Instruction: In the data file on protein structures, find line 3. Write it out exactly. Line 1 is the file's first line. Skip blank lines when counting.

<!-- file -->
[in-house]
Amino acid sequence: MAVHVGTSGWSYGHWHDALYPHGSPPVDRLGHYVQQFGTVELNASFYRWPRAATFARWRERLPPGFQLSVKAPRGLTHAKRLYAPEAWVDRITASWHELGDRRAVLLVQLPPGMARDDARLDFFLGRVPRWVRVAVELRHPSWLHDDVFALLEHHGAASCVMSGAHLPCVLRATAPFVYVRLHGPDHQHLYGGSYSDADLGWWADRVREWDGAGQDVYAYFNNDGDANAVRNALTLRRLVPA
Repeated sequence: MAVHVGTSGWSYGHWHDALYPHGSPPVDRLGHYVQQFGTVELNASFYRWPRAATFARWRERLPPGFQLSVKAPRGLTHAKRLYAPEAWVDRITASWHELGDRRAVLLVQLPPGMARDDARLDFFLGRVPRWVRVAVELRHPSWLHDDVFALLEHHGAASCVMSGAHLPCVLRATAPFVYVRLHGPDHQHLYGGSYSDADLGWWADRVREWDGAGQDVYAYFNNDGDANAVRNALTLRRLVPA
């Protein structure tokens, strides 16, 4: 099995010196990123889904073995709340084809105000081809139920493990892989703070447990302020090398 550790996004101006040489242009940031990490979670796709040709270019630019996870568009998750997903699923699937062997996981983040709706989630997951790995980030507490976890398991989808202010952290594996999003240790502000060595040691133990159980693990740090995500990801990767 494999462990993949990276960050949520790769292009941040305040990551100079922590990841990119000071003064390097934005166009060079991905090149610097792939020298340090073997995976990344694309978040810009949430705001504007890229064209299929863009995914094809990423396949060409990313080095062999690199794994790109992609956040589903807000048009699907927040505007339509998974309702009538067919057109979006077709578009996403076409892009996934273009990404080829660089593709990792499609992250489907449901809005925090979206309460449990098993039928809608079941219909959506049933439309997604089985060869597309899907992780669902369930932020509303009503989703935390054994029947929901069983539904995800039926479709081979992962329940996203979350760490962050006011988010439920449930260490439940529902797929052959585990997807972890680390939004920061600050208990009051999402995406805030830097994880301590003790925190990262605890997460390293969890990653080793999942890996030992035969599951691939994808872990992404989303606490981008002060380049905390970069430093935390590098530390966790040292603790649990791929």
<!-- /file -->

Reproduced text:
Repeated sequence: MAVHVGTSGWSYGHWHDALYPHGSPPVDRLGHYVQQFGTVELNASFYRWPRAATFARWRERLPPGFQLSVKAPRGLTHAKRLYAPEAWVDRITASWHELGDRRAVLLVQLPPGMARDDARLDFFLGRVPRWVRVAVELRHPSWLHDDVFALLEHHGAASCVMSGAHLPCVLRATAPFVYVRLHGPDHQHLYGGSYSDADLGWWADRVREWDGAGQDVYAYFNNDGDANAVRNALTLRRLVPA